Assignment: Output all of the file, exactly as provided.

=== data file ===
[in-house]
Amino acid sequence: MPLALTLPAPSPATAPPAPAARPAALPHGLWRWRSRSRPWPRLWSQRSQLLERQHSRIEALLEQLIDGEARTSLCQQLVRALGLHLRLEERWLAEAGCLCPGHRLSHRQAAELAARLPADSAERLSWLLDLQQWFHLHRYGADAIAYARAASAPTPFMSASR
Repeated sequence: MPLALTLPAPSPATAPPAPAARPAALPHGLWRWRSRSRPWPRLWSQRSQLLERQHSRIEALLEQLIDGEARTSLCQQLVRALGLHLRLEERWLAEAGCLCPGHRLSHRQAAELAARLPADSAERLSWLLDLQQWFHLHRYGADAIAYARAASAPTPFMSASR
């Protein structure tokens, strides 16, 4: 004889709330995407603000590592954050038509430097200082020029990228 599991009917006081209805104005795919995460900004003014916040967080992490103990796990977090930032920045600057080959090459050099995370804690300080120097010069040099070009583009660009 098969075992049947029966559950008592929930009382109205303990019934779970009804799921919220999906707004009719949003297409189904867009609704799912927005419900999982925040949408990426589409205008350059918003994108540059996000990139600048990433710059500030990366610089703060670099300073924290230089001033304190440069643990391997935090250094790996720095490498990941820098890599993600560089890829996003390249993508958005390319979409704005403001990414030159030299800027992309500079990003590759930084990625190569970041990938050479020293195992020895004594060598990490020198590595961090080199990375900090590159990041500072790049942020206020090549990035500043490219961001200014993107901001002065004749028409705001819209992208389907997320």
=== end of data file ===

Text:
[in-house]
Amino acid sequence: MPLALTLPAPSPATAPPAPAARPAALPHGLWRWRSRSRPWPRLWSQRSQLLERQHSRIEALLEQLIDGEARTSLCQQLVRALGLHLRLEERWLAEAGCLCPGHRLSHRQAAELAARLPADSAERLSWLLDLQQWFHLHRYGADAIAYARAASAPTPFMSASR
Repeated sequence: MPLALTLPAPSPATAPPAPAARPAALPHGLWRWRSRSRPWPRLWSQRSQLLERQHSRIEALLEQLIDGEARTSLCQQLVRALGLHLRLEERWLAEAGCLCPGHRLSHRQAAELAARLPADSAERLSWLLDLQQWFHLHRYGADAIAYARAASAPTPFMSASR
């Protein structure tokens, strides 16, 4: 004889709330995407603000590592954050038509430097200082020029990228 599991009917006081209805104005795919995460900004003014916040967080992490103990796990977090930032920045600057080959090459050099995370804690300080120097010069040099070009583009660009 098969075992049947029966559950008592929930009382109205303990019934779970009804799921919220999906707004009719949003297409189904867009609704799912927005419900999982925040949408990426589409205008350059918003994108540059996000990139600048990433710059500030990366610089703060670099300073924290230089001033304190440069643990391997935090250094790996720095490498990941820098890599993600560089890829996003390249993508958005390319979409704005403001990414030159030299800027992309500079990003590759930084990625190569970041990938050479020293195992020895004594060598990490020198590595961090080199990375900090590159990041500072790049942020206020090549990035500043490219961001200014993107901001002065004749028409705001819209992208389907997320």